Twenty Thousand Leagues under the Sea

By Jules Verne; W. J. Aylward | Go to book overview

CHAPTER XXIII
CONCLUSION

THUS ends the voyage under the seas. What passed during that night--how the boat escaped from the eddies of the maëlstrom--how Ned Land, Conseil, and myself ever came out of the gulf, I cannot tell.

But when I returned to consciousness, I was lying in a fisherman's hut, on the Loffoden Isles. My two companions, safe and sound, were near me holding my hands. We embraced each other heartily.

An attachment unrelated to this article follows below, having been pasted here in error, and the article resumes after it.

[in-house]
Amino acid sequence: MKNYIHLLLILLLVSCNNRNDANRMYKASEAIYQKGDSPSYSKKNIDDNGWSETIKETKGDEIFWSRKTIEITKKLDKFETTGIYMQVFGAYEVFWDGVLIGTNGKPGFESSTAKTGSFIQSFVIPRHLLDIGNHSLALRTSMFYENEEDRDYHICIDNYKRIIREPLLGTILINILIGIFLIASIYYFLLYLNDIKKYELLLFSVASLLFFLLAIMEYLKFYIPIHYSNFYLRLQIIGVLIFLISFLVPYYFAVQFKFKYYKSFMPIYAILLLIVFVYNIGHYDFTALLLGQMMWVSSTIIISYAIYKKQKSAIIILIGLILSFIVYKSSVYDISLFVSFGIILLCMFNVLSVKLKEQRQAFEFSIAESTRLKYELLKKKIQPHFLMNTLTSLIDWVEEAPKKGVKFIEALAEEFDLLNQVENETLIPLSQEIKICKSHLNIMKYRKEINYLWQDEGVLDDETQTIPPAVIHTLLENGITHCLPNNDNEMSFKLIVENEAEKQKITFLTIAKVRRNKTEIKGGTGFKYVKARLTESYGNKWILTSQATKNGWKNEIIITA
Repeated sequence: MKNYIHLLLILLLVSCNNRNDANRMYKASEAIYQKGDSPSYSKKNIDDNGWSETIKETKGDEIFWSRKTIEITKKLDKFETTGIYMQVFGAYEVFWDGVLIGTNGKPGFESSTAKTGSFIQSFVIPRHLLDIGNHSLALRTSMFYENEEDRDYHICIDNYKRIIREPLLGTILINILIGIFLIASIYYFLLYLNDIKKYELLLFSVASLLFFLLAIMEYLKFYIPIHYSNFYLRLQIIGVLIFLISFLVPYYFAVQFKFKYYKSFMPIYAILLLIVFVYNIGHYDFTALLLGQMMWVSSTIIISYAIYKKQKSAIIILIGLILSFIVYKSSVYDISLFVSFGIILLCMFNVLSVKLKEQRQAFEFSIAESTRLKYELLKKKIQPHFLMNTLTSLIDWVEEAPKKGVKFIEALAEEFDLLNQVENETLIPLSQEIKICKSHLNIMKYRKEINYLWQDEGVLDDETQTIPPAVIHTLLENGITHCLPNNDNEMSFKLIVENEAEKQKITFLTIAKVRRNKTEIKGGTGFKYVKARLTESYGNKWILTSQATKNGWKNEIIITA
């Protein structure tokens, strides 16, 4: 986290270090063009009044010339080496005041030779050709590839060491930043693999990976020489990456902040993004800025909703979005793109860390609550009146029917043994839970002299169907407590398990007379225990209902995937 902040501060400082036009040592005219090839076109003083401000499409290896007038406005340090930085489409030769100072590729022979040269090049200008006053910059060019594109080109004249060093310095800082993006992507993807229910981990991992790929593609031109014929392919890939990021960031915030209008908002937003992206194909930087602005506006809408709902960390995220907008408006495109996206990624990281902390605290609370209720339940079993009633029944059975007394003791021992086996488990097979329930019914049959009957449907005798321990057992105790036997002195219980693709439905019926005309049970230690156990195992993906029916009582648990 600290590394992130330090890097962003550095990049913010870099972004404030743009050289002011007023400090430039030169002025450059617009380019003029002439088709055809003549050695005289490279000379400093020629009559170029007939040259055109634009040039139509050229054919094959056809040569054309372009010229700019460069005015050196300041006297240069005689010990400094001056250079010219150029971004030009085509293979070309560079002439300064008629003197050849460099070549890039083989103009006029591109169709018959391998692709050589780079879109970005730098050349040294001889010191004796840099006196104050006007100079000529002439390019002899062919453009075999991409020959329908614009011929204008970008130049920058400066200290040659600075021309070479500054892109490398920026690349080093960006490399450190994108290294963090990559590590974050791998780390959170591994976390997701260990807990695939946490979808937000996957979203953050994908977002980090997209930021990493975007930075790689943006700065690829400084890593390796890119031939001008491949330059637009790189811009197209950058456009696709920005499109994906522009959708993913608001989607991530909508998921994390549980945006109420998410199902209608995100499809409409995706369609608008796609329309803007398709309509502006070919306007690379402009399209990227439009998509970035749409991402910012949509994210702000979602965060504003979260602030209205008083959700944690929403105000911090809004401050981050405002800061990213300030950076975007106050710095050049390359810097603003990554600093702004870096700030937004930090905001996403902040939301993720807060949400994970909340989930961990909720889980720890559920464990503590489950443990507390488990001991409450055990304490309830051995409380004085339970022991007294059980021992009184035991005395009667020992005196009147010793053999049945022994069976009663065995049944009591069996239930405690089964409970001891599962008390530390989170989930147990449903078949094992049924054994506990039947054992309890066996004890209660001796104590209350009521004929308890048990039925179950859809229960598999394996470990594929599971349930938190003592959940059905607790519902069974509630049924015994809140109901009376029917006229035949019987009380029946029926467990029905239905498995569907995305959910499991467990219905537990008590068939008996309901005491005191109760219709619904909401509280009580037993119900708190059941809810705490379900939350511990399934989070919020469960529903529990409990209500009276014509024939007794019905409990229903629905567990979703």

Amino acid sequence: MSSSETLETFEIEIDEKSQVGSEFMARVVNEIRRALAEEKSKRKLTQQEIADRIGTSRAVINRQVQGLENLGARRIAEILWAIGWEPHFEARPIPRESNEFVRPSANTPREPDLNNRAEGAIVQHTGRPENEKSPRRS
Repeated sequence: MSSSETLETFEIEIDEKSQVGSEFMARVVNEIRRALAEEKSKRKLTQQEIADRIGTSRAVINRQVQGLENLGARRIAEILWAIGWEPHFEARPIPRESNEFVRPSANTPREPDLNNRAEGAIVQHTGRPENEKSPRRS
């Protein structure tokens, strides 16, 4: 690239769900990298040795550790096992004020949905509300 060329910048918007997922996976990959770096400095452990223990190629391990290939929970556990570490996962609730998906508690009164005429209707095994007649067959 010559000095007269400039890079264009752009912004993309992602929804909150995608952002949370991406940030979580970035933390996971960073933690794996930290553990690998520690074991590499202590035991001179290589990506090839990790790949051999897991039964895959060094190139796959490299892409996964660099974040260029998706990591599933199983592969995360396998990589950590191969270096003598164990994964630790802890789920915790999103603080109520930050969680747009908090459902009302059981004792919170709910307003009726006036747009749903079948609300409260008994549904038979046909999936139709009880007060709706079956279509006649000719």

At that moment we could not think of returning to France. The means of communication between the north of Norway and the south are rare. And I am therefore obliged to wait for the steamboat running monthly from Cape North.

And among the worthy people who have so kindly received us, I revise my record of these adventures once more. Not a fact has been omitted, not a detail exaggerated. It is a faithful narrative of this incredible expedition in an element inaccessible to man, but to which Progress will one day open a road.

Shall I be believed? I do not know. And it matters little, after all. What I now affirm is, that I have a right to speak of these seas, under which, in less than ten months, I have crossed 20,000

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